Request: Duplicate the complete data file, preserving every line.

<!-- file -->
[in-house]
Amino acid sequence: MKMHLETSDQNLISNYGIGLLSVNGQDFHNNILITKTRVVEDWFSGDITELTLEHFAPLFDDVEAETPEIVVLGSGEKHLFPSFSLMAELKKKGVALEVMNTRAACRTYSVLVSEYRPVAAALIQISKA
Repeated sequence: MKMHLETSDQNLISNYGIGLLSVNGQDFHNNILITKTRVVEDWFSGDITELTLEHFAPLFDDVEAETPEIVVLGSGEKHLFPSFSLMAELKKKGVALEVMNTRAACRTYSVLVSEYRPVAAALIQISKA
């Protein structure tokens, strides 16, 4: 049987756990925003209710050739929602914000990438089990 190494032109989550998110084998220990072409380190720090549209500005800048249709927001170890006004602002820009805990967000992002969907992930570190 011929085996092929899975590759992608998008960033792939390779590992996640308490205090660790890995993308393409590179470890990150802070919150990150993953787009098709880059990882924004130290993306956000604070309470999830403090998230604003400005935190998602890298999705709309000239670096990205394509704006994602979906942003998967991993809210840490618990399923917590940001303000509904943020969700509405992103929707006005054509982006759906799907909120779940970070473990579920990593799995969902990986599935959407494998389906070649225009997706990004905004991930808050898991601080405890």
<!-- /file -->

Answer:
[in-house]
Amino acid sequence: MKMHLETSDQNLISNYGIGLLSVNGQDFHNNILITKTRVVEDWFSGDITELTLEHFAPLFDDVEAETPEIVVLGSGEKHLFPSFSLMAELKKKGVALEVMNTRAACRTYSVLVSEYRPVAAALIQISKA
Repeated sequence: MKMHLETSDQNLISNYGIGLLSVNGQDFHNNILITKTRVVEDWFSGDITELTLEHFAPLFDDVEAETPEIVVLGSGEKHLFPSFSLMAELKKKGVALEVMNTRAACRTYSVLVSEYRPVAAALIQISKA
């Protein structure tokens, strides 16, 4: 049987756990925003209710050739929602914000990438089990 190494032109989550998110084998220990072409380190720090549209500005800048249709927001170890006004602002820009805990967000992002969907992930570190 011929085996092929899975590759992608998008960033792939390779590992996640308490205090660790890995993308393409590179470890990150802070919150990150993953787009098709880059990882924004130290993306956000604070309470999830403090998230604003400005935190998602890298999705709309000239670096990205394509704006994602979906942003998967991993809210840490618990399923917590940001303000509904943020969700509405992103929707006005054509982006759906799907909120779940970070473990579920990593799995969902990986599935959407494998389906070649225009997706990004905004991930808050898991601080405890």